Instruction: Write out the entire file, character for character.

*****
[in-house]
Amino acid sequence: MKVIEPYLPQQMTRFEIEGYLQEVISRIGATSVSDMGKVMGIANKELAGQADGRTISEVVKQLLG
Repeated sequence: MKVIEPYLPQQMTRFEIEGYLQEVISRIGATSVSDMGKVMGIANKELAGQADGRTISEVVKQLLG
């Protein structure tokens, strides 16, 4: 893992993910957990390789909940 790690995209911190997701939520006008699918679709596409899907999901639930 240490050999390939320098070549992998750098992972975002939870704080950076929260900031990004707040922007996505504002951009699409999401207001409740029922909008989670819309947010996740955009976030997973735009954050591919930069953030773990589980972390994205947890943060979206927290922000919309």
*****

[in-house]
Amino acid sequence: MKVIEPYLPQQMTRFEIEGYLQEVISRIGATSVSDMGKVMGIANKELAGQADGRTISEVVKQLLG
Repeated sequence: MKVIEPYLPQQMTRFEIEGYLQEVISRIGATSVSDMGKVMGIANKELAGQADGRTISEVVKQLLG
């Protein structure tokens, strides 16, 4: 893992993910957990390789909940 790690995209911190997701939520006008699918679709596409899907999901639930 240490050999390939320098070549992998750098992972975002939870704080950076929260900031990004707040922007996505504002951009699409999401207001409740029922909008989670819309947010996740955009976030997973735009954050591919930069953030773990589980972390994205947890943060979206927290922000919309």